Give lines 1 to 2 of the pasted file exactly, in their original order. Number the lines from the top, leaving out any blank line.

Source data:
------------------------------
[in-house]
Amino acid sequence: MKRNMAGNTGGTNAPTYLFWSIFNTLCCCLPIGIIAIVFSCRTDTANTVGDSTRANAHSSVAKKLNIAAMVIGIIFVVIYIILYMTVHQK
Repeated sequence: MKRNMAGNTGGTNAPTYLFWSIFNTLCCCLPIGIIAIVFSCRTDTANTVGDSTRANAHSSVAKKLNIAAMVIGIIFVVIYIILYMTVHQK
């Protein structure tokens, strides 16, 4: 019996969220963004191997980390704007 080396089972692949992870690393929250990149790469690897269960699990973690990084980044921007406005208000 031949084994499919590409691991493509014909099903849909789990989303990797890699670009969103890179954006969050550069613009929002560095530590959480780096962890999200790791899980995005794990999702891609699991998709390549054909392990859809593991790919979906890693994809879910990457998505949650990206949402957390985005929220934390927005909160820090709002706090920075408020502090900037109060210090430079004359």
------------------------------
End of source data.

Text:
[in-house]
Amino acid sequence: MKRNMAGNTGGTNAPTYLFWSIFNTLCCCLPIGIIAIVFSCRTDTANTVGDSTRANAHSSVAKKLNIAAMVIGIIFVVIYIILYMTVHQK